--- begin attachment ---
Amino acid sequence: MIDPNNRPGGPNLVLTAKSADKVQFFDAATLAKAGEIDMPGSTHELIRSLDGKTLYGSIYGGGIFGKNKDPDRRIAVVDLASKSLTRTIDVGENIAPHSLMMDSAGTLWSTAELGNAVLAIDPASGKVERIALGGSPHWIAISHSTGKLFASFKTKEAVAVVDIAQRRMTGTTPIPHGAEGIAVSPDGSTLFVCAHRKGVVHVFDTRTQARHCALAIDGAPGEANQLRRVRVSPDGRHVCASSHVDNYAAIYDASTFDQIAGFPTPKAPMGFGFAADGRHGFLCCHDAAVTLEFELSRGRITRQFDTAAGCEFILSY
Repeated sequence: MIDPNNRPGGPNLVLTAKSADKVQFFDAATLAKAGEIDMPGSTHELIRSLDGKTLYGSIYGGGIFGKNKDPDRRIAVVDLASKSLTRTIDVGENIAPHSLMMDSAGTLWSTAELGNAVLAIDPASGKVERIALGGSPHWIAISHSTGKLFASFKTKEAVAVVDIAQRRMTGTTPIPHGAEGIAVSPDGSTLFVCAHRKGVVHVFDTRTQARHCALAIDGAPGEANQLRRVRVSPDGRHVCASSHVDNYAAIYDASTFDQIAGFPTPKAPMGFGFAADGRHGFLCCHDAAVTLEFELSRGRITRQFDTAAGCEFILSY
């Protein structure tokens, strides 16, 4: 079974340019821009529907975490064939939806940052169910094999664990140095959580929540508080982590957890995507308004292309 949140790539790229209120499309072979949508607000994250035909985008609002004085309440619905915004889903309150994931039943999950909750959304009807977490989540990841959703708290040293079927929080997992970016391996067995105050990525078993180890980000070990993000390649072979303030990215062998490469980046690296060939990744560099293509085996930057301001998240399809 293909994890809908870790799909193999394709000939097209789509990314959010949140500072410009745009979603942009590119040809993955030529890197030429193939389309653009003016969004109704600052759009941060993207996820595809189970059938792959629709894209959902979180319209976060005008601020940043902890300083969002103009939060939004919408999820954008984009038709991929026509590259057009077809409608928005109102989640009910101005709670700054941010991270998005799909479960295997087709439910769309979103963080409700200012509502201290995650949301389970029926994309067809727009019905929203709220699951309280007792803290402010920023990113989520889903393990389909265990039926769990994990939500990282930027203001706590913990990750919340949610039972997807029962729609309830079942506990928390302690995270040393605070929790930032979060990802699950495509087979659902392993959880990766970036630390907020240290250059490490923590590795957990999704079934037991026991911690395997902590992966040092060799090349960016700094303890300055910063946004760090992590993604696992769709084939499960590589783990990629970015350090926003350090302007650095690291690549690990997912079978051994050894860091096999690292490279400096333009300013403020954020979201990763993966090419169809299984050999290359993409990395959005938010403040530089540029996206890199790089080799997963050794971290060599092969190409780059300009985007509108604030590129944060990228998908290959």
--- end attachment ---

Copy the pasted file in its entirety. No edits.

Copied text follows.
Amino acid sequence: MIDPNNRPGGPNLVLTAKSADKVQFFDAATLAKAGEIDMPGSTHELIRSLDGKTLYGSIYGGGIFGKNKDPDRRIAVVDLASKSLTRTIDVGENIAPHSLMMDSAGTLWSTAELGNAVLAIDPASGKVERIALGGSPHWIAISHSTGKLFASFKTKEAVAVVDIAQRRMTGTTPIPHGAEGIAVSPDGSTLFVCAHRKGVVHVFDTRTQARHCALAIDGAPGEANQLRRVRVSPDGRHVCASSHVDNYAAIYDASTFDQIAGFPTPKAPMGFGFAADGRHGFLCCHDAAVTLEFELSRGRITRQFDTAAGCEFILSY
Repeated sequence: MIDPNNRPGGPNLVLTAKSADKVQFFDAATLAKAGEIDMPGSTHELIRSLDGKTLYGSIYGGGIFGKNKDPDRRIAVVDLASKSLTRTIDVGENIAPHSLMMDSAGTLWSTAELGNAVLAIDPASGKVERIALGGSPHWIAISHSTGKLFASFKTKEAVAVVDIAQRRMTGTTPIPHGAEGIAVSPDGSTLFVCAHRKGVVHVFDTRTQARHCALAIDGAPGEANQLRRVRVSPDGRHVCASSHVDNYAAIYDASTFDQIAGFPTPKAPMGFGFAADGRHGFLCCHDAAVTLEFELSRGRITRQFDTAAGCEFILSY
């Protein structure tokens, strides 16, 4: 079974340019821009529907975490064939939806940052169910094999664990140095959580929540508080982590957890995507308004292309 949140790539790229209120499309072979949508607000994250035909985008609002004085309440619905915004889903309150994931039943999950909750959304009807977490989540990841959703708290040293079927929080997992970016391996067995105050990525078993180890980000070990993000390649072979303030990215062998490469980046690296060939990744560099293509085996930057301001998240399809 293909994890809908870790799909193999394709000939097209789509990314959010949140500072410009745009979603942009590119040809993955030529890197030429193939389309653009003016969004109704600052759009941060993207996820595809189970059938792959629709894209959902979180319209976060005008601020940043902890300083969002103009939060939004919408999820954008984009038709991929026509590259057009077809409608928005109102989640009910101005709670700054941010991270998005799909479960295997087709439910769309979103963080409700200012509502201290995650949301389970029926994309067809727009019905929203709220699951309280007792803290402010920023990113989520889903393990389909265990039926769990994990939500990282930027203001706590913990990750919340949610039972997807029962729609309830079942506990928390302690995270040393605070929790930032979060990802699950495509087979659902392993959880990766970036630390907020240290250059490490923590590795957990999704079934037991026991911690395997902590992966040092060799090349960016700094303890300055910063946004760090992590993604696992769709084939499960590589783990990629970015350090926003350090302007650095690291690549690990997912079978051994050894860091096999690292490279400096333009300013403020954020979201990763993966090419169809299984050999290359993409990395959005938010403040530089540029996206890199790089080799997963050794971290060599092969190409780059300009985007509108604030590129944060990228998908290959």